Zospeum tholussum are currently only known from the Lukina jama–Trojama cave system of Croatia. Its distribution range is within the larger distribution range of the morphologically similar Zospeum amoenum (which is found in caves in the Western Balkans in northern Slovenia, western Croatia, Bosnia and Herzegovina, and Montenegro).[5] Since Zospeum species with large inferred distribution ranges are known to actually also contain morphologically similar and unrecognized cryptic species, Weigand postulated that some early records of Zospeum amoenum may have actually been specimens of Zospeum tholussum.[5]

See also


  1. ^ Slapnik, R. (2017). Zospeum tholussum. The IUCN Red List of Threatened Species doi:10.2305/IUCN.UK.2017-3.RLTS.T104096979A104098366.en
  2. ^ "Domed Land Snail | 2014 Top 10 Species | ESF Top 10 New Species".
  3. ^ "Clean Room Microbes: Alien Invaders? Top 10 New Species of 2014". State University of New York College of Environmental Science and Forestry. Archived from the original on May 24, 2014. Retrieved 23 May 2014.
  4. ^ "Top 10 New Species of 2013 Announced". Sci-News.com. 22 May 2014. Retrieved 23 May 2014.
  5. ^ a b c d e f g h i j k l m n o p q Alexander M. Weigand (2013). "New Zospeum species (Gastropoda, Ellobioidea, Carychiidae) from 980 m depth in the Lukina jama–Trojama cave system (Velebit Mts., Croatia)" (PDF). Subterranean Biology. 11: 45–53. doi:10.3897/subtbiol.11.5966.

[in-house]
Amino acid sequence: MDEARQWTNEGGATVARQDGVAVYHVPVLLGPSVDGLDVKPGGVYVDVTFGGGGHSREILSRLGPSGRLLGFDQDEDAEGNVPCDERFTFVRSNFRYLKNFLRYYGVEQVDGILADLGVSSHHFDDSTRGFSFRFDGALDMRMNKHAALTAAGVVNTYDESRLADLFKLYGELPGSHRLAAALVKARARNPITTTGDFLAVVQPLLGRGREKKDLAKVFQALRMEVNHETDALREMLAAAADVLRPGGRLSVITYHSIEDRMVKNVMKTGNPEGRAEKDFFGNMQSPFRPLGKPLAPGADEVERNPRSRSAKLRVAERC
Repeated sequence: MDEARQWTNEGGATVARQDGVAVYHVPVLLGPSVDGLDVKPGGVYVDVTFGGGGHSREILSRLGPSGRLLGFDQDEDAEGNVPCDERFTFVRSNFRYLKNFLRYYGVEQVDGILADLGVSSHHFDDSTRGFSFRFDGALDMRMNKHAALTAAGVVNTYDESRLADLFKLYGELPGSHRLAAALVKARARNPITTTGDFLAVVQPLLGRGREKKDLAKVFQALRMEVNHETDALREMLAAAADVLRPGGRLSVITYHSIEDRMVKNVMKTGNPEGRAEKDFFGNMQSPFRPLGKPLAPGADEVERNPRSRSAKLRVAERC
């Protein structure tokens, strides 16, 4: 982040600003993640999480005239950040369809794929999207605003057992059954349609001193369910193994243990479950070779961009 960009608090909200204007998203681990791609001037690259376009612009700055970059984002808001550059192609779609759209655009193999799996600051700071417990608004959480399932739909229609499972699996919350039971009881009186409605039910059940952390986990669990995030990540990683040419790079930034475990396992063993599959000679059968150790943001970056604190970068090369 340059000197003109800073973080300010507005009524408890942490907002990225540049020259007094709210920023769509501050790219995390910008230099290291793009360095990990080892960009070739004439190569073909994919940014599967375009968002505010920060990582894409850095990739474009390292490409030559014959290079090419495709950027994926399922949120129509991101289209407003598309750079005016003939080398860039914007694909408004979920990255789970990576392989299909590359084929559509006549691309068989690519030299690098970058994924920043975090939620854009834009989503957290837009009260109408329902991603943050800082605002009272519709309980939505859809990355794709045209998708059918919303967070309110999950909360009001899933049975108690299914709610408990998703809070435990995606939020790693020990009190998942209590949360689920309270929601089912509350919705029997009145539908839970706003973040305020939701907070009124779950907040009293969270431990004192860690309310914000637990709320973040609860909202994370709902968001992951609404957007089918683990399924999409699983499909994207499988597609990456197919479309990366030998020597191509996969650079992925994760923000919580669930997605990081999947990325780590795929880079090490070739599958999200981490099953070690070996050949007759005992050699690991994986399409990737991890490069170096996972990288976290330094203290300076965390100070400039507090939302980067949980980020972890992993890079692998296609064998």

6. ^ a b c The Speleological Committee of the Croatian Mountaineering Association (October 27, 2010). "Lukina jama (Pit): Cave System Lukina jama - Trojama". Croatian Speleological Server.
  7. ^ PDS Velebit & Speleološki Odsjek Velebit (April 24, 2013). "Expedition Lukina jama 2010" (in Croatian). YouTube. Retrieved October 21, 2013.
  8. ^ "A new beautiful translucent snail from the deepest cave in Croatia". EarthSky. September 10, 2013. Retrieved October 20, 2013.
  9. ^ Laura Poppick (September 16, 2013). "Transparent Snail, Zospeum tholussum, Discovered In Croatia". Huffington Post. Retrieved October 20, 2013.
  10. ^ Natali Anderson (September 16, 2013). "New Snail Species with Semi-Transparent Shell Discovered in Croatia". Sci-News. Retrieved October 20, 2013.
  11. ^ a b Zoë Mintz (September 16, 2013). "New Snail Species Discovered In Croatian Cave, Zospeum tholussum 'Creep' In Circles". International Business Times. Retrieved October 20, 2013.
  12. ^ a b c d Laura Poppick (September 13, 2013). "New See-Through Snail Discovered Deep Underground". LiveScience. Retrieved October 20, 2013.
  13. ^ Philippe Bouchet (2013). Bieler R, Bouchet P, Gofas S, Marshall B, Rosenberg G, La Perna R, Neubauer TA, Sartori AF, Schneider S, Vos C, ter Poorten JJ, Taylor J, Dijkstra H, Finn J, Bank R, Neubert E, Moretzsohn F, Faber M, Houart R, Picton B, Garcia-Alvarez O (eds.). "Zospeum tholussum Weigand, 2013". MolluscaBase. World Register of Marine Species. Retrieved October 20, 2013.
  14. ^ a b c Alexander M Weigand; Adrienne Jochum; Rajko Slapnik; Jan Schnitzler; Eugenia Zarza & Annette Klussmann-Kolb (2013). "Evolution of microgastropods (Ellobioidea, Carychiidae): integrating taxonomic, phylogenetic and evolutionary hypotheses". BMC Evolutionary Biology. 13: 18. doi:10.1186/1471-2148-13-18. PMC 3558328. PMID 23343473.